Jen Psaki's answers on SCOTUS killing Roe v. Wade were reflective of an administration that does not care about abortion rights.
September 2, 2021

I hope you're all sitting down, because I'm about to write a post about a Jen Psaki press conference, and I've got nothing good to say about her handling of the questions about which I cared the most. Those of you who know me know I'm talking about the fact that the U.S. Supreme Court killed Roe v. Wade without writing a word or issuing an opinion. They simply did nothing to stop Texas' bill, SB8, from becoming law at midnight September 1st.

First, some background. Starting at 12:00 a.m. on September 1st, not only was abortion outlawed in Texas if fetal cardiac tones are detected (usually around 6 weeks,) there are no exceptions in cases of rape or incest. Not only that - it relies on civilians to enforce the law, encouraging them to report anyone who enables, assists, or provides an abortion with the potential bounty of $10,000 should the report be found to be true.

So vigilante forced-birthers all over Texas are free to sue abortion providers, cab drivers, clinic escorts, clinic secretaries, etc, literally without limit. There are no limits to the geography. A person on one end of Texas can sue a provider in the opposite corner, and the provider cannot get the case moved to a court venue near them. They must travel to the county in which they are being sued.

There are no limits to who can sue, with the exception of state officials, because, of course, technically, Roe is still law of the land. But forced-birthers need not have any relationship whatsoever to the patient seeking an abortion, nor the provider/enabler they are suing in order to go through with the lawsuit and win that sweet, sweet cash money.

There are no limits to the number of times a provider can be sued — even for the same abortion procedure. That's right, even if in one lawsuit a court that Abortion A was legal, and performed under the impossibly narrow strictures allowed in SB8, the provider can be sued AGAIN for that same Abortion A by another person, in another county, and this can go on ad infinitum.

Adding to their financial burdens, even if the provider/helper being sued prevails in court, there is no way for them to recover their legal costs. Their only solace is that they don't have to pay $10,000 to the person suing them that time. YAY.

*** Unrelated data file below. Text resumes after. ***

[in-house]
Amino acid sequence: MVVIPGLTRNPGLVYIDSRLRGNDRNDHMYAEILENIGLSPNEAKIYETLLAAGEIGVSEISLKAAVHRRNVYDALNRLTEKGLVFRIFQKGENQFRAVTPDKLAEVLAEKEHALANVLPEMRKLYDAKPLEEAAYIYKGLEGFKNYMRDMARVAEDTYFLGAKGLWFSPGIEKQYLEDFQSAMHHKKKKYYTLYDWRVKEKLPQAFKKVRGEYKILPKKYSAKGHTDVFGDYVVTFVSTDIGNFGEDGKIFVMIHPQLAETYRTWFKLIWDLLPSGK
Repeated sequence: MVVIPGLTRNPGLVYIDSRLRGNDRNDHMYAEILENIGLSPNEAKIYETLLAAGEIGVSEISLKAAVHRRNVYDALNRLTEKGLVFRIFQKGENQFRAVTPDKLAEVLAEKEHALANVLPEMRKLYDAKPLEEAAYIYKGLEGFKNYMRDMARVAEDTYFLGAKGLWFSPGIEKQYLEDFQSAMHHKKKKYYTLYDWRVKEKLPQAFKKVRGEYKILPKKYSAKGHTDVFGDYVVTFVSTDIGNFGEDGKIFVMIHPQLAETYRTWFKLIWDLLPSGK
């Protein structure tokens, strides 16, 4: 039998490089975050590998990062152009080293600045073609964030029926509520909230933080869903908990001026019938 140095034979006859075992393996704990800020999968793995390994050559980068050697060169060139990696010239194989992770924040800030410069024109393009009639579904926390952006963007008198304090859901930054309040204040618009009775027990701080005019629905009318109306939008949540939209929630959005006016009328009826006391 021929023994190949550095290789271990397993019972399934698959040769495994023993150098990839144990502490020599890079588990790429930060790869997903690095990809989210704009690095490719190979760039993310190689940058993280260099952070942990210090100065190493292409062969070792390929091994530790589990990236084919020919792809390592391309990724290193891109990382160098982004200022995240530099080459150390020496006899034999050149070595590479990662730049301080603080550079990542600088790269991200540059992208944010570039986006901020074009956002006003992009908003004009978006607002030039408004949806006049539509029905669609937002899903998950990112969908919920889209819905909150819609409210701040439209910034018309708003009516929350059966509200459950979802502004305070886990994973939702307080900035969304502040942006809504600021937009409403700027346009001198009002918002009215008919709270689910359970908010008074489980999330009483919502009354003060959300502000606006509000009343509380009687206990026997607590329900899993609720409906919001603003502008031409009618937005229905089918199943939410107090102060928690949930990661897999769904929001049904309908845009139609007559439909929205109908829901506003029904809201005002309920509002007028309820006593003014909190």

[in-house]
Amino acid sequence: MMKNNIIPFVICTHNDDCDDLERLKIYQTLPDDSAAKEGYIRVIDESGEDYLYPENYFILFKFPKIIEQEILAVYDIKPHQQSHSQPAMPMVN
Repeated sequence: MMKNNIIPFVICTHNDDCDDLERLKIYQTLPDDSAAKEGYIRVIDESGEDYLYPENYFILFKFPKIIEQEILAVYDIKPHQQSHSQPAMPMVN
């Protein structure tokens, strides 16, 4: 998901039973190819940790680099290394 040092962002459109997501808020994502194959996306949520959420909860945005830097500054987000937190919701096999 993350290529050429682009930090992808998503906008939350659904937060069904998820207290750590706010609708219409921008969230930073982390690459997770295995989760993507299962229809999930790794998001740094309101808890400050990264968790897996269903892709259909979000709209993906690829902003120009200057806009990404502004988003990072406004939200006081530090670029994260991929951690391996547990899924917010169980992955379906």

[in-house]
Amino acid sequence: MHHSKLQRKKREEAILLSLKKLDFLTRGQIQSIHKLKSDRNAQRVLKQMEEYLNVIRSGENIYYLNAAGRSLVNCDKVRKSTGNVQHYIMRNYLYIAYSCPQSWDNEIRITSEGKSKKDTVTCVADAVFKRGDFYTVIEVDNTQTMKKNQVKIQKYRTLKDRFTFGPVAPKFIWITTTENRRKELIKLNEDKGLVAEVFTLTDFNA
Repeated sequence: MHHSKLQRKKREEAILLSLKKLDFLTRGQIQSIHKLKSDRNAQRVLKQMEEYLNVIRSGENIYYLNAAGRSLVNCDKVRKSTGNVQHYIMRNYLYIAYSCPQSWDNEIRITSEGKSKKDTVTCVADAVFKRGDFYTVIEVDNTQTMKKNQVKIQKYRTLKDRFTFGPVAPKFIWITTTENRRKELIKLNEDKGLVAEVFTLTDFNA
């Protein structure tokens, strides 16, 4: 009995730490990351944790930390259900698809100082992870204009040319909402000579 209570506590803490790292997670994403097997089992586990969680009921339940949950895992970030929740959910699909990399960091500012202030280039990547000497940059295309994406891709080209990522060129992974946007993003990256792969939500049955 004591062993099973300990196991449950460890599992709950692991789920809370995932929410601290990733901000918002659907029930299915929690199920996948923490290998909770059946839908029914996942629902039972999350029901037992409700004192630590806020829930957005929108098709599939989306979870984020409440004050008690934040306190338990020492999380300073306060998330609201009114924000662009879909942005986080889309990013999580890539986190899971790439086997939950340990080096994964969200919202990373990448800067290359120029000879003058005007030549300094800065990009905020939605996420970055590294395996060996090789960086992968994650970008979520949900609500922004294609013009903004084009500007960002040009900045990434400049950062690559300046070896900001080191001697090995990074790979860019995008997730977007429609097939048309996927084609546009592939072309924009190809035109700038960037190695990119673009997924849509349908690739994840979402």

A motion was filed with the Supreme Court to try to prevent the bill from becoming law, but SCOTUS twiddled their misogynistic thumbs and let the deadline pass without a word.* So, has Roe v. Wade been technically overturned itself at the Supreme Court level? No. Has it been effectively overturned, in that now every single state, if it chooses, knows it may pass similar laws killing access to safe abortion? Yes. Completely.

Let's not also forget how many people who seek abortions are Black people and people of color, not to mention low-income folks who have the right and desperate need to control the sizes of their families. According to the Washington Post,

People of color will bear an outsized share of S.B. 8’s burdens, just as they already bear the brunt of Texas’s preexisting web of medically unnecessary abortion restrictions. Because of racialized income disparities, inequitable access to medical care and other facets of structural racism, people of color are more likely to need abortion care; are less likely to be able to afford out-of-state travel to obtain that care; and will suffer a greater threat of maternal mortality if forced to continue pregnancies against their wishes. People living in rural areas, young people (who already face delays under Texas’s parental consent law), and Texans with lower incomes will likewise face disproportionate harm.